Of course, you can say that what can be undertaken and solved by short stories can also be solved by novellas. But what makes this genre unique? It cannot be simply the number of words. In the beginning, I thought the form must truly be a challenging one to write in. Now that I have been writing in this genre, I must admit that after trying on the novella, I now agree with my earlier idea that it is a great challenge.

Short stories are more pure than novellas; they are short and fast, requiring more ingenuity in form and meaning. Short stories are a kind of guerrilla warfare, moving to a new position as soon as a bullet is fired; it is like storming heavily fortified positions, quickly fighting to secure a fast victory. Novels need a huge scope, with numerous details and enormous time-span, which requires an immense army and spectacular attacks and defences over the course of a protracted war. A novella, then, must be a form of trench warfare. It cannot be won if time is too limited, nor can it continue on for too long. It is, to me, like holding the breath—the most crucial aspect of writing a novella. It is very difficult to hold the breath for either too long or too short a moment. If a breath is held in a hurry, it must be so short that it can be soon released; you have to emerge from the water in less than two minutes. Even if you wrote 35,000 words, it is at most a protracted short story. If you have a super vital capacity, the breath could be held too long. With too many details, both the words and the implication gradually increase until the novella is bound to explode—and an exploded novella is no longer a novella.

This sense of breath is the core of good fiction. The size of the core determines whether it is a short story, a novella, or a novel. Then how large should the core be for a novella? For those too small or too big, it is not necessary to discuss; it is easy to categorize them. The transition zone between the big and the small is the most troublesome. It is difficult to precisely estimate how the core can promptly obtain its own identity and meaning within the novella genre. After some tentative practice, I, like most writers, have to say: Let’s just follow the heart. It really is impossible to quantify the core.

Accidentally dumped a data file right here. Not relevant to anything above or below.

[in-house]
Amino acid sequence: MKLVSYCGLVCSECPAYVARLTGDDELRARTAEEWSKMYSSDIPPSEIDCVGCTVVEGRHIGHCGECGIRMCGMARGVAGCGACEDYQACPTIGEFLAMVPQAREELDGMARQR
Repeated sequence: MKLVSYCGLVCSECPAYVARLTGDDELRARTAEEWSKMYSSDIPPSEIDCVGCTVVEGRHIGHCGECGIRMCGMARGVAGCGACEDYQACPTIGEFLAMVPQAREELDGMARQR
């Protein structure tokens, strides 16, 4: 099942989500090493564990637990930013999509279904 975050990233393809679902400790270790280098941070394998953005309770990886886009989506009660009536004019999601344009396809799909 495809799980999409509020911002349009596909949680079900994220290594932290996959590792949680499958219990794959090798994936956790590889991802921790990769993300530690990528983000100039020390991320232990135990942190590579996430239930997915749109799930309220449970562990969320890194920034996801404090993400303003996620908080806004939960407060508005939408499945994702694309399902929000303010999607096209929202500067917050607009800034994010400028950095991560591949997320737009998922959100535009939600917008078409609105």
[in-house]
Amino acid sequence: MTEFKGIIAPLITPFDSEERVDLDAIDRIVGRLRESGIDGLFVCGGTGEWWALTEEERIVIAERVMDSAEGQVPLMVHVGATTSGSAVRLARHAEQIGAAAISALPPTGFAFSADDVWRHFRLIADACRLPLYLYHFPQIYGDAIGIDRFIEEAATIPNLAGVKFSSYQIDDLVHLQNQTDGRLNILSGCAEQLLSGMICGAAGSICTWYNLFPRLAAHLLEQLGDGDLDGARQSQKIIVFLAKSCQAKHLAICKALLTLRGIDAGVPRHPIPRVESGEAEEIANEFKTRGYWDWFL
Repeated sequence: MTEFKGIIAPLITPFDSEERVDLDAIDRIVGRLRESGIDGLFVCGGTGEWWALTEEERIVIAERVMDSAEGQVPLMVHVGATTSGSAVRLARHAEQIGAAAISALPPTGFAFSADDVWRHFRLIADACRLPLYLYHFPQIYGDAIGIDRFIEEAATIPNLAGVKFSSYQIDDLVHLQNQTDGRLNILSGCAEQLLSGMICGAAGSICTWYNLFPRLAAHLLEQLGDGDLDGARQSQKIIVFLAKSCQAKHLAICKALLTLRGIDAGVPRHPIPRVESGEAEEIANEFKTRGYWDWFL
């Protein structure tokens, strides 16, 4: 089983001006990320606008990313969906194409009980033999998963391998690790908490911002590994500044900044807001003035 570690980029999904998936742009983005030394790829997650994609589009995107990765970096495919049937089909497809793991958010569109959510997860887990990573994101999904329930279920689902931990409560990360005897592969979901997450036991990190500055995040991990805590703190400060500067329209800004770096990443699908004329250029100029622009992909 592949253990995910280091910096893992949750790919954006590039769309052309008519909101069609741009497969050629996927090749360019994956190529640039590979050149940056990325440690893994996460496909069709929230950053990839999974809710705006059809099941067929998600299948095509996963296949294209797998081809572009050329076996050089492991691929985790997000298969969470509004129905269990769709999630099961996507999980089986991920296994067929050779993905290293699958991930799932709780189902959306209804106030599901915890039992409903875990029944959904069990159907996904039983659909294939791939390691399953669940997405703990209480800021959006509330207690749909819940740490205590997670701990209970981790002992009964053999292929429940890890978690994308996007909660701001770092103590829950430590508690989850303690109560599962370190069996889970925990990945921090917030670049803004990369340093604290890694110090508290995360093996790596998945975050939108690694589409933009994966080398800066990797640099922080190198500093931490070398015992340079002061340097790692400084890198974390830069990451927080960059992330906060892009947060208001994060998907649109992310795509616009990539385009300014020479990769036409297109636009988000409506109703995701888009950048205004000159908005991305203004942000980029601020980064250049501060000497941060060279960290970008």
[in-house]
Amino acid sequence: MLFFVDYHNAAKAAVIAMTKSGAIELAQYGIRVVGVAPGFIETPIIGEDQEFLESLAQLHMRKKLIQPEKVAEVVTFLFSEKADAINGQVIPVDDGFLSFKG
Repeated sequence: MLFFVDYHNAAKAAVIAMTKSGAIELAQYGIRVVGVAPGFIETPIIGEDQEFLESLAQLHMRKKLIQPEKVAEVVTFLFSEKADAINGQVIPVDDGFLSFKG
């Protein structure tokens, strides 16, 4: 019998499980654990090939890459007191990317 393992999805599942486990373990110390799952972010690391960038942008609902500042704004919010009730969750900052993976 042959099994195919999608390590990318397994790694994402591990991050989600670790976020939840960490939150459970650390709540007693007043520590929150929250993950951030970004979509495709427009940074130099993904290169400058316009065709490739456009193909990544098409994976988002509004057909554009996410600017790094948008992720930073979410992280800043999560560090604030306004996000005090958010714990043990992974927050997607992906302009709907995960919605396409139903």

It seems that I have said nothing after so much ado; but actually I have said all that I have come to know. As to what I do not understand, I will probably analyze it within the pages of a novella.

A few years ago, I reviewed my fiction and found that among the series concerning Beijing, all were novellas, no short stories or novels; however, among those concerning my hometown and Flower Street, there were novels, novellas, and short stories. That is to say, for the latter, I was able to adjust the form to the content, with considerable freedom; while for Beijing, I could only write novellas—why is this the case?

It was because I had no fixed idea of Beijing. Ah, Beijing (A, Beijing 啊,北京), We Met in Beijing (Women zai Beijing xiangyu 我们在北京相遇), Xi Xia (Xixia 西夏), Three People Walking (Sanren xing 三人行), The Purjury Maker (Weizheng Zhizaozhe 伪证制造者), Peking Double Quick (Paobu chuanguo Zhongguancun 跑步穿过中关村), Heaven and Earth (Tianshang renjian 天上人间), Counter Clockwise (Nishizhen 逆时针), Ju Yan (Juyan 居延)—all exist in the present tense and drift along, rife with anxiety as they face an unknown fate and a dilemma between the city and the man. All of these qualities indicate that I was searching, excavating, questioning, and proving ideas through trial and error. In all of these stories, I did not know the results beforehand, nor did I know how to get to the places where the characters might eventually go, or where the complicated and equivocal relationships between them (and me) and this city might go. If I had possessed a clearer idea of Beijing, I could have focused on the most crucial factors, those sharpest points, and quickly solved them with the sharpest short stories; in this sense, the short story is actually definite proof. Of course, to write a short story is also to solve the unknown, but the unknown is closer to art. You can defeat the strong with little effort by using the abstract to present the concrete. In contrast, the novel, I have always believed, is a genre more known than unknown. Suppose you are in the mountains. Maybe you cannot see clearly the exact shape of each mountain, but you can have a general idea of their winding tendency. According to this view, you travel with the story. Novellas are not that impromptu, nor are they perplexing over years. Most probably, no one feels the need to write a novella to solve the problems that one fails to understand over a lifetime, for it lacks the vital capacity and tolerance.